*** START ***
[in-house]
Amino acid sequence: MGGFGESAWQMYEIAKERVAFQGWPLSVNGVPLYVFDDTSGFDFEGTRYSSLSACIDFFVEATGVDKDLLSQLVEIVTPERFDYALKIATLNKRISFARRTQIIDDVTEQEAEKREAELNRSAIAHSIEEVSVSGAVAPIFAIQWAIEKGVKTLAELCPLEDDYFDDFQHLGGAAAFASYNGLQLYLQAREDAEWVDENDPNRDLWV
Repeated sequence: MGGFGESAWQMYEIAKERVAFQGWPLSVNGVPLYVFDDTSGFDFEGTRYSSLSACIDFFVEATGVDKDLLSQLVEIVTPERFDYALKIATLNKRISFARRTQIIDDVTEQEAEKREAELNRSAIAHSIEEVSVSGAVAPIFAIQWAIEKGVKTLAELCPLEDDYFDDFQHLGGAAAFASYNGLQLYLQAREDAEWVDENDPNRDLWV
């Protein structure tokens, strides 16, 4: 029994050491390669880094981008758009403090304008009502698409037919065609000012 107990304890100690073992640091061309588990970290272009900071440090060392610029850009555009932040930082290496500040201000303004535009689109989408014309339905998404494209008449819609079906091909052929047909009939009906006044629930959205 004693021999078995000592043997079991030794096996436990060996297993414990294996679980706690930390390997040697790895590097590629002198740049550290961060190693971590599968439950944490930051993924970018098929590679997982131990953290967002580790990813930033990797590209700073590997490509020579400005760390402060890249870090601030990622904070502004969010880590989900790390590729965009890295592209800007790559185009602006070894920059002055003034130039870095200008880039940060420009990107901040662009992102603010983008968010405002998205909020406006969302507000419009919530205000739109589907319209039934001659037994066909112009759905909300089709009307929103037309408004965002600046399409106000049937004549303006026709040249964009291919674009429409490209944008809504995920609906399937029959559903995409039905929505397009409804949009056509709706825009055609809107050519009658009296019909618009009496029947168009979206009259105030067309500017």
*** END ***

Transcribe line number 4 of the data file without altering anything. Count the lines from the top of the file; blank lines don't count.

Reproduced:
């Protein structure tokens, strides 16, 4: 029994050491390669880094981008758009403090304008009502698409037919065609000012 107990304890100690073992640091061309588990970290272009900071440090060392610029850009555009932040930082290496500040201000303004535009689109989408014309339905998404494209008449819609079906091909052929047909009939009906006044629930959205 004693021999078995000592043997079991030794096996436990060996297993414990294996679980706690930390390997040697790895590097590629002198740049550290961060190693971590599968439950944490930051993924970018098929590679997982131990953290967002580790990813930033990797590209700073590997490509020579400005760390402060890249870090601030990622904070502004969010880590989900790390590729965009890295592209800007790559185009602006070894920059002055003034130039870095200008880039940060420009990107901040662009992102603010983008968010405002998205909020406006969302507000419009919530205000739109589907319209039934001659037994066909112009759905909300089709009307929103037309408004965002600046399409106000049937004549303006026709040249964009291919674009429409490209944008809504995920609906399937029959559903995409039905929505397009409804949009056509709706825009055609809107050519009658009296019909618009009496029947168009979206009259105030067309500017």